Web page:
The ecology and epidemiology of malaria parasitism in wild chimpanzee reservoirs.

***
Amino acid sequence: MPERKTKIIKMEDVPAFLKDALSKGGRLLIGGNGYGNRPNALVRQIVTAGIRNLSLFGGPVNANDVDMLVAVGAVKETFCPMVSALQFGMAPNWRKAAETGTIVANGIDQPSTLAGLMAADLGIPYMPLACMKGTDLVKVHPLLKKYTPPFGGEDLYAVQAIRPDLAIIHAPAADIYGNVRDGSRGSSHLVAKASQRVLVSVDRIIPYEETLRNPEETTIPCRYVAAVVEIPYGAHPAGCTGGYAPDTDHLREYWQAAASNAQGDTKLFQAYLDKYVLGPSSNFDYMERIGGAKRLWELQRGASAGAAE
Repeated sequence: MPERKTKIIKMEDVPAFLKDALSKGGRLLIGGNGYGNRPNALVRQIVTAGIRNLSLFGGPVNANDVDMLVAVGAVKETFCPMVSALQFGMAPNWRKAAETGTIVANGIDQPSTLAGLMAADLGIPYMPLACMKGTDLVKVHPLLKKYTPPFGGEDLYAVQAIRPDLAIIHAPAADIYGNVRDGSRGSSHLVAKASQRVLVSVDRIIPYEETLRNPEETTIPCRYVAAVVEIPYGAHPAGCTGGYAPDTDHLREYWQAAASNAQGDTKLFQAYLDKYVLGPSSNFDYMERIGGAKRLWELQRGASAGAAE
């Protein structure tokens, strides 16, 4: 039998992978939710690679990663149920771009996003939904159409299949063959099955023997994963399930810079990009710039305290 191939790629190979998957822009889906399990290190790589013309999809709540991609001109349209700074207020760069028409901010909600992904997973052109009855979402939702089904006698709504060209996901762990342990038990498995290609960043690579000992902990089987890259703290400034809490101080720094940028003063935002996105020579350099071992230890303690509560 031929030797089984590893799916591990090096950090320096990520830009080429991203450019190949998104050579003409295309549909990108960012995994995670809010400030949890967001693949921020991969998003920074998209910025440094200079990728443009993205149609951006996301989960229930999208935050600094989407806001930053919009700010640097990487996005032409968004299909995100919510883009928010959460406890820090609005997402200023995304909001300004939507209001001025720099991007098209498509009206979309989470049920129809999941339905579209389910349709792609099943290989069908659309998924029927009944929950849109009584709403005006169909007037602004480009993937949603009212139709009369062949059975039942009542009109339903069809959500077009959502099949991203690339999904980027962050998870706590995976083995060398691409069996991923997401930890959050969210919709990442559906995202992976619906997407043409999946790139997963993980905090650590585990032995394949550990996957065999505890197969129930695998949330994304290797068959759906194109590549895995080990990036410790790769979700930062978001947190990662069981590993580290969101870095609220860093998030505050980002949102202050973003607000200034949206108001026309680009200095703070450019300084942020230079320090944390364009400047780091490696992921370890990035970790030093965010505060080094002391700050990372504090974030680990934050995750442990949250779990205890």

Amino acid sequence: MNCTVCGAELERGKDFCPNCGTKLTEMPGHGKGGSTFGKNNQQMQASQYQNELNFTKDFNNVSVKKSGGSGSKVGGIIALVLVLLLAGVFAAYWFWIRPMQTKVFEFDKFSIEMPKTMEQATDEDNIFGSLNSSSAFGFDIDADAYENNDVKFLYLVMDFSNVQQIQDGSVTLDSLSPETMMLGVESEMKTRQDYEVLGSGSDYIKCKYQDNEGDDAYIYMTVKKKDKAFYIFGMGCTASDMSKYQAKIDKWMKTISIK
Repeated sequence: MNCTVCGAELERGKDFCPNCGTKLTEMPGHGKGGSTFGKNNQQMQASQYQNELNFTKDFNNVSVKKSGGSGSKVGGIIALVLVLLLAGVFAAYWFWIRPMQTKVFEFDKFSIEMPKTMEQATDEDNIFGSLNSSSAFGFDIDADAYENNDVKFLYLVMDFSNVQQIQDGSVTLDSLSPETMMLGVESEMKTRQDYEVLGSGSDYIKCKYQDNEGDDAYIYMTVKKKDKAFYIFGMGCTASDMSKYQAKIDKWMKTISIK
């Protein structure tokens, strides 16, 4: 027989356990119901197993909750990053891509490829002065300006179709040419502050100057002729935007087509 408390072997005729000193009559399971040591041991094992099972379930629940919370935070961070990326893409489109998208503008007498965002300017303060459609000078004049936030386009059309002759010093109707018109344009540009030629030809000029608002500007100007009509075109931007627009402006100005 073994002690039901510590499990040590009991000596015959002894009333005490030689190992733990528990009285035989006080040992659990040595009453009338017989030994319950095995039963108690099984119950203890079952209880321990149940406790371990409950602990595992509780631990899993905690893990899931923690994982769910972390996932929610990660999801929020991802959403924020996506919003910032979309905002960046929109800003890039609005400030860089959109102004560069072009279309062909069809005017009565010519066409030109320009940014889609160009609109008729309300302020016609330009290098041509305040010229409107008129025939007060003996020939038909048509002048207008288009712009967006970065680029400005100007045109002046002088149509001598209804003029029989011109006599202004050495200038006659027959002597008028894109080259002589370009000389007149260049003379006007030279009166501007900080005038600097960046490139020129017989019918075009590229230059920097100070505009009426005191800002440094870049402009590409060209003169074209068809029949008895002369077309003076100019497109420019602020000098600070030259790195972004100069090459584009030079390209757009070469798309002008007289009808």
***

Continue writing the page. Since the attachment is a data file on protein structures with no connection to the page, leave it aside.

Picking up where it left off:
Chimpanzees (Pan troglodytes) harbor rich assemblages of malaria parasites, including three species closely related to P. falciparum (sub-genus Laverania), the most malignant human malaria parasite. Here, we characterize the ecology and epidemiology of malaria infection in wild chimpanzee reservoirs. We used molecular assays to screen chimpanzee fecal samples, collected longitudinally and cross-sectionally from wild populations, for malaria parasite mitochondrial DNA. We found that chimpanzee malaria parasitism has an early age of onset and varies seasonally in prevalence. A subset of samples revealed Hepatocystis mitochondrial DNA, with phylogenetic analyses suggesting that Hepatocystis appears to cross species barriers more easily than Laverania. Longitudinal and cross-sectional sampling independently support the hypothesis that mean ambient temperature drives spatiotemporal variation in chimpanzee Laverania infection. Infection probability peaked at ~24.5 °C, consistent with the empirical transmission optimum of P. falciparum in humans. Forest cover was also positively correlated with spatial variation in Laverania prevalence, consistent with the observation that forest-dwelling Anophelines are the primary vectors. Extrapolating these relationships across equatorial Africa, we map spatiotemporal variation in the suitability of chimpanzee habitat for Laverania transmission, offering a hypothetical baseline indicator of human exposure risk.